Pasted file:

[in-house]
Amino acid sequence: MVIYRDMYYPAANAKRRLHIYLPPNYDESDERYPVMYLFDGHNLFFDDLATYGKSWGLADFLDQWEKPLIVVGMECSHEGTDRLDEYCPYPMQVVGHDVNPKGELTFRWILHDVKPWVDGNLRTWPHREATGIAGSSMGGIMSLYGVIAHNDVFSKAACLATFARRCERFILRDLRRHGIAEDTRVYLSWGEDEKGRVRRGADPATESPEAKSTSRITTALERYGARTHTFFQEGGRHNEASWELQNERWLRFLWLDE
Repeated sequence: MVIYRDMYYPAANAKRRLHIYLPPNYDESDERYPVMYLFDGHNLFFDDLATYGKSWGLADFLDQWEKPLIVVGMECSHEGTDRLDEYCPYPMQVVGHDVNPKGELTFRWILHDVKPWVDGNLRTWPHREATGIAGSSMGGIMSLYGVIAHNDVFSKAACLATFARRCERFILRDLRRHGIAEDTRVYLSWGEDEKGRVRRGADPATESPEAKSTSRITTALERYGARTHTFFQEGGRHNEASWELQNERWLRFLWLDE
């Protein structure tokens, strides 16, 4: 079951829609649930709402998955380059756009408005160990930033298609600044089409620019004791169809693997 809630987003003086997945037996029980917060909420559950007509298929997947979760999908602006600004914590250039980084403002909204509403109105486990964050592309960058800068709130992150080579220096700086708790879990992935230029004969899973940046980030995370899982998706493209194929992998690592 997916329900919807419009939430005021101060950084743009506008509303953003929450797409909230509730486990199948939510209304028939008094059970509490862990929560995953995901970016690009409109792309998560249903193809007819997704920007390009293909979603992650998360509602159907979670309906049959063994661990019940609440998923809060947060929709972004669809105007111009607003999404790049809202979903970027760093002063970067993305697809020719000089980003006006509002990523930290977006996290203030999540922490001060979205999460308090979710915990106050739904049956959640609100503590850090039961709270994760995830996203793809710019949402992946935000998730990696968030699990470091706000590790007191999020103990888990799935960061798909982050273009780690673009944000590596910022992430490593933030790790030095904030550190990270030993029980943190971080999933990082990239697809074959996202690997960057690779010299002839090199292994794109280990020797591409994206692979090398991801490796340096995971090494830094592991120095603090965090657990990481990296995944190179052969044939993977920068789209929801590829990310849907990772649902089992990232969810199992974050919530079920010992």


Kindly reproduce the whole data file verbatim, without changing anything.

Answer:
[in-house]
Amino acid sequence: MVIYRDMYYPAANAKRRLHIYLPPNYDESDERYPVMYLFDGHNLFFDDLATYGKSWGLADFLDQWEKPLIVVGMECSHEGTDRLDEYCPYPMQVVGHDVNPKGELTFRWILHDVKPWVDGNLRTWPHREATGIAGSSMGGIMSLYGVIAHNDVFSKAACLATFARRCERFILRDLRRHGIAEDTRVYLSWGEDEKGRVRRGADPATESPEAKSTSRITTALERYGARTHTFFQEGGRHNEASWELQNERWLRFLWLDE
Repeated sequence: MVIYRDMYYPAANAKRRLHIYLPPNYDESDERYPVMYLFDGHNLFFDDLATYGKSWGLADFLDQWEKPLIVVGMECSHEGTDRLDEYCPYPMQVVGHDVNPKGELTFRWILHDVKPWVDGNLRTWPHREATGIAGSSMGGIMSLYGVIAHNDVFSKAACLATFARRCERFILRDLRRHGIAEDTRVYLSWGEDEKGRVRRGADPATESPEAKSTSRITTALERYGARTHTFFQEGGRHNEASWELQNERWLRFLWLDE
């Protein structure tokens, strides 16, 4: 079951829609649930709402998955380059756009408005160990930033298609600044089409620019004791169809693997 809630987003003086997945037996029980917060909420559950007509298929997947979760999908602006600004914590250039980084403002909204509403109105486990964050592309960058800068709130992150080579220096700086708790879990992935230029004969899973940046980030995370899982998706493209194929992998690592 997916329900919807419009939430005021101060950084743009506008509303953003929450797409909230509730486990199948939510209304028939008094059970509490862990929560995953995901970016690009409109792309998560249903193809007819997704920007390009293909979603992650998360509602159907979670309906049959063994661990019940609440998923809060947060929709972004669809105007111009607003999404790049809202979903970027760093002063970067993305697809020719000089980003006006509002990523930290977006996290203030999540922490001060979205999460308090979710915990106050739904049956959640609100503590850090039961709270994760995830996203793809710019949402992946935000998730990696968030699990470091706000590790007191999020103990888990799935960061798909982050273009780690673009944000590596910022992430490593933030790790030095904030550190990270030993029980943190971080999933990082990239697809074959996202690997960057690779010299002839090199292994794109280990020797591409994206692979090398991801490796340096995971090494830094592991120095603090965090657990990481990296995944190179052969044939993977920068789209929801590829990310849907990772649902089992990232969810199992974050919530079920010992």